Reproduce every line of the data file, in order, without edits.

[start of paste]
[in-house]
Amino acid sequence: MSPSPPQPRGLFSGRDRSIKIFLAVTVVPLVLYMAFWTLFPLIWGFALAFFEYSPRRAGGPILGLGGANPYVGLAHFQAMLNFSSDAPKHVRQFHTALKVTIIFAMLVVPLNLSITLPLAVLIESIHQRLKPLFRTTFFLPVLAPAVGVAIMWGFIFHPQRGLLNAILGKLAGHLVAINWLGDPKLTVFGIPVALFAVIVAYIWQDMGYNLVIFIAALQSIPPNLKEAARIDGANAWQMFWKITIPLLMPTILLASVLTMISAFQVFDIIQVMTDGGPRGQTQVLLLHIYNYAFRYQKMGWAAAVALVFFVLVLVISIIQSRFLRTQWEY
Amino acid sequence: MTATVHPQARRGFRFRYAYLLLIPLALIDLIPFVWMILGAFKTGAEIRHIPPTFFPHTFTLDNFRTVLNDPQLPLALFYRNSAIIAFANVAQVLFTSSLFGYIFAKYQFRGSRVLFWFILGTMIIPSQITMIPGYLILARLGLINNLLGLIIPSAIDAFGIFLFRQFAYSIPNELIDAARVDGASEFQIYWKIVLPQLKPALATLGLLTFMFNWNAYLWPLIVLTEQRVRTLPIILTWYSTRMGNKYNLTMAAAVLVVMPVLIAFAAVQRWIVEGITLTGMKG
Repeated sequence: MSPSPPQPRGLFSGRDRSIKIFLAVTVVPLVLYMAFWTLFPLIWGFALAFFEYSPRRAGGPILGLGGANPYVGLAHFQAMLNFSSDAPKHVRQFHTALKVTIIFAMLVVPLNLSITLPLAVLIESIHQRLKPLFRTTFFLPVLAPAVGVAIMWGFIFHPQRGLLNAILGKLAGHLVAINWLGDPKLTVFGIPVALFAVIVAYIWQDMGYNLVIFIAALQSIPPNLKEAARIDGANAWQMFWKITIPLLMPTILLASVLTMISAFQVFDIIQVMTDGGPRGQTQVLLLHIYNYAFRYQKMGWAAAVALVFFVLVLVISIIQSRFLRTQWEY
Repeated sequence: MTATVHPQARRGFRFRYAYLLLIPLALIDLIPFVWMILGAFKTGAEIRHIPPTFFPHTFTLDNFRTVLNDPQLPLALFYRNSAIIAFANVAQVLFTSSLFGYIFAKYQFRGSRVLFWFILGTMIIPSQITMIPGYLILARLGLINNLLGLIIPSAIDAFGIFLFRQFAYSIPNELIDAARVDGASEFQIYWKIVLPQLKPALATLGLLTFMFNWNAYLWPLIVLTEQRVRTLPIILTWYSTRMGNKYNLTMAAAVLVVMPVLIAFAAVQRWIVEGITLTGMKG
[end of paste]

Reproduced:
[in-house]
Amino acid sequence: MSPSPPQPRGLFSGRDRSIKIFLAVTVVPLVLYMAFWTLFPLIWGFALAFFEYSPRRAGGPILGLGGANPYVGLAHFQAMLNFSSDAPKHVRQFHTALKVTIIFAMLVVPLNLSITLPLAVLIESIHQRLKPLFRTTFFLPVLAPAVGVAIMWGFIFHPQRGLLNAILGKLAGHLVAINWLGDPKLTVFGIPVALFAVIVAYIWQDMGYNLVIFIAALQSIPPNLKEAARIDGANAWQMFWKITIPLLMPTILLASVLTMISAFQVFDIIQVMTDGGPRGQTQVLLLHIYNYAFRYQKMGWAAAVALVFFVLVLVISIIQSRFLRTQWEY
Amino acid sequence: MTATVHPQARRGFRFRYAYLLLIPLALIDLIPFVWMILGAFKTGAEIRHIPPTFFPHTFTLDNFRTVLNDPQLPLALFYRNSAIIAFANVAQVLFTSSLFGYIFAKYQFRGSRVLFWFILGTMIIPSQITMIPGYLILARLGLINNLLGLIIPSAIDAFGIFLFRQFAYSIPNELIDAARVDGASEFQIYWKIVLPQLKPALATLGLLTFMFNWNAYLWPLIVLTEQRVRTLPIILTWYSTRMGNKYNLTMAAAVLVVMPVLIAFAAVQRWIVEGITLTGMKG
Repeated sequence: MSPSPPQPRGLFSGRDRSIKIFLAVTVVPLVLYMAFWTLFPLIWGFALAFFEYSPRRAGGPILGLGGANPYVGLAHFQAMLNFSSDAPKHVRQFHTALKVTIIFAMLVVPLNLSITLPLAVLIESIHQRLKPLFRTTFFLPVLAPAVGVAIMWGFIFHPQRGLLNAILGKLAGHLVAINWLGDPKLTVFGIPVALFAVIVAYIWQDMGYNLVIFIAALQSIPPNLKEAARIDGANAWQMFWKITIPLLMPTILLASVLTMISAFQVFDIIQVMTDGGPRGQTQVLLLHIYNYAFRYQKMGWAAAVALVFFVLVLVISIIQSRFLRTQWEY
Repeated sequence: MTATVHPQARRGFRFRYAYLLLIPLALIDLIPFVWMILGAFKTGAEIRHIPPTFFPHTFTLDNFRTVLNDPQLPLALFYRNSAIIAFANVAQVLFTSSLFGYIFAKYQFRGSRVLFWFILGTMIIPSQITMIPGYLILARLGLINNLLGLIIPSAIDAFGIFLFRQFAYSIPNELIDAARVDGASEFQIYWKIVLPQLKPALATLGLLTFMFNWNAYLWPLIVLTEQRVRTLPIILTWYSTRMGNKYNLTMAAAVLVVMPVLIAFAAVQRWIVEGITLTGMKG